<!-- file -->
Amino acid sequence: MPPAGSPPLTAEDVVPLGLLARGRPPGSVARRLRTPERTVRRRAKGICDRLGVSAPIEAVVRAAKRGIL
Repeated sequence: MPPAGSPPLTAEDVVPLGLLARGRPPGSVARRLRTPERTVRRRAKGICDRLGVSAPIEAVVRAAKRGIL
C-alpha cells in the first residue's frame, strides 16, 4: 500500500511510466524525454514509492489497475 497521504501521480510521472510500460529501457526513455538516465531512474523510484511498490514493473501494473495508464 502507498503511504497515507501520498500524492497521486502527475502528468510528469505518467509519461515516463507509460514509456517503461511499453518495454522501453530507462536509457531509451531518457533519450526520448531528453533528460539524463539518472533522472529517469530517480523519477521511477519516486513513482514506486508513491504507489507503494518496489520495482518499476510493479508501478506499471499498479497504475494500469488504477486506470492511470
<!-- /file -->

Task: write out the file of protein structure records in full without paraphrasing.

Amino acid sequence: MPPAGSPPLTAEDVVPLGLLARGRPPGSVARRLRTPERTVRRRAKGICDRLGVSAPIEAVVRAAKRGIL
Repeated sequence: MPPAGSPPLTAEDVVPLGLLARGRPPGSVARRLRTPERTVRRRAKGICDRLGVSAPIEAVVRAAKRGIL
C-alpha cells in the first residue's frame, strides 16, 4: 500500500511510466524525454514509492489497475 497521504501521480510521472510500460529501457526513455538516465531512474523510484511498490514493473501494473495508464 502507498503511504497515507501520498500524492497521486502527475502528468510528469505518467509519461515516463507509460514509456517503461511499453518495454522501453530507462536509457531509451531518457533519450526520448531528453533528460539524463539518472533522472529517469530517480523519477521511477519516486513513482514506486508513491504507489507503494518496489520495482518499476510493479508501478506499471499498479497504475494500469488504477486506470492511470